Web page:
Wednesday, October 18, 2017

Simplify the top down proteomics problem with NeuCode!

Top down proteomics is still tough  -- some of the problems that were really hard 10 years ago are still really hard now. What if we could simplify the whole thing by doing something completely different?

Like this...?!?!?!?

What if you looked at the challenge of trying to work out an intact protein sequence (including PTMs!) from the MS/MS spectra and set that to the side for now? Instead you use a combination of the intact protein masses alone (those are much easier to get!) and you combine that with ultra-deep shotgun analysis to work out the PTMs?  Could you then link the proteoforms back together?

Some of them for sure, but there is going to be a whole lot of uncertainty there between proteoforms of similar mass. What if you knew something really cool about the intact proteins that would help you link it back to the shotgun measurements -- like EXACTLY how many lysines are in each protein!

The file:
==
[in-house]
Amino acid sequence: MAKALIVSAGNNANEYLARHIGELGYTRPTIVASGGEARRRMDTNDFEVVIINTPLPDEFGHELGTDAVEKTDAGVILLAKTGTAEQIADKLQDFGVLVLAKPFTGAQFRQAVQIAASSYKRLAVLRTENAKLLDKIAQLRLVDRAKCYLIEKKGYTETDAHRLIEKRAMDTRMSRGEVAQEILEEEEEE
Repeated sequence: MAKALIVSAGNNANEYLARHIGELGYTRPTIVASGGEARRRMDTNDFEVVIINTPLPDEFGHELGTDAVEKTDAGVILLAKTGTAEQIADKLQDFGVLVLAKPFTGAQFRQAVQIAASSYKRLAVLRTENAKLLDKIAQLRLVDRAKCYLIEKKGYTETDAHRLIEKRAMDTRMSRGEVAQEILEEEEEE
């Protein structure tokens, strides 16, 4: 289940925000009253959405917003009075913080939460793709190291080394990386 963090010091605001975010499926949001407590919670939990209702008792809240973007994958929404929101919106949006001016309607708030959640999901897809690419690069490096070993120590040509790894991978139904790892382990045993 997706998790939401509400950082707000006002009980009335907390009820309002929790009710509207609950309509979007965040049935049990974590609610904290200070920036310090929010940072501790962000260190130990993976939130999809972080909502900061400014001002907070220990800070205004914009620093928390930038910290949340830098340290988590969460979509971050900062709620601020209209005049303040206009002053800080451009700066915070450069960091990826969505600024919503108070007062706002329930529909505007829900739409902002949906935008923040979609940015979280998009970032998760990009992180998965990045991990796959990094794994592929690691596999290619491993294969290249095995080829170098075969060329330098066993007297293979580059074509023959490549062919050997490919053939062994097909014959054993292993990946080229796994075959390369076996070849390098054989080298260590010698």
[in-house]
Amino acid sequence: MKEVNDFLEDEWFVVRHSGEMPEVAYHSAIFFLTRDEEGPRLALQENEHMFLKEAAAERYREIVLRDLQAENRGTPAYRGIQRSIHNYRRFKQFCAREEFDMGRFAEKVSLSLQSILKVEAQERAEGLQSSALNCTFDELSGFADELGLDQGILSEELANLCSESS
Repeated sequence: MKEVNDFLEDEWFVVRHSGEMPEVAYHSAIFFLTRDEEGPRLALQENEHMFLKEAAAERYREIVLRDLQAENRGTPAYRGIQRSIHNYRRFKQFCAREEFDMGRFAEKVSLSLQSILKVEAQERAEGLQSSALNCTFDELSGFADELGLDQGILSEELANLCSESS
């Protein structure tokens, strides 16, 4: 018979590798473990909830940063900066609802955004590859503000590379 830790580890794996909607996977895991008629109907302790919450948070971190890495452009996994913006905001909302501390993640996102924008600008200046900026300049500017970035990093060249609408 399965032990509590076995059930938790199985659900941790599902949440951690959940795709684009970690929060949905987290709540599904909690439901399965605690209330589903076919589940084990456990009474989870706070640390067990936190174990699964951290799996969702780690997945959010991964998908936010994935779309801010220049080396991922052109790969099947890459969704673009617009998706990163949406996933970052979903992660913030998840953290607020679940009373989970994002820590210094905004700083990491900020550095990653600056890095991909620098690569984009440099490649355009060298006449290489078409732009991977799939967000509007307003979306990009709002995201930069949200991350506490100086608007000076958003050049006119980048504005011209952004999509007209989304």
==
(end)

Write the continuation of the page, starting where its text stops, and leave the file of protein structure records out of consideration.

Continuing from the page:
This is yet another thing that you can do with the NeuCode reagents. The application of NeuCode in this manner was previously shown in this paper by many of these authors.

Honestly, it sounds like a neat trick -- TADAA! this is how many lysines are in this protein, but there are other ways we could do this, right?

What this new study does is shows how we can actually apply this to a biological system -- by delivering the largest number of E.coli PTM-annotated proteoforms we've ever seen in a single analysis (>500). It is worth noting that there are some of the familiar top-down limitations, like proteins >45kDa were excluded from analysis, but what a cool new method to have in our utility belts!

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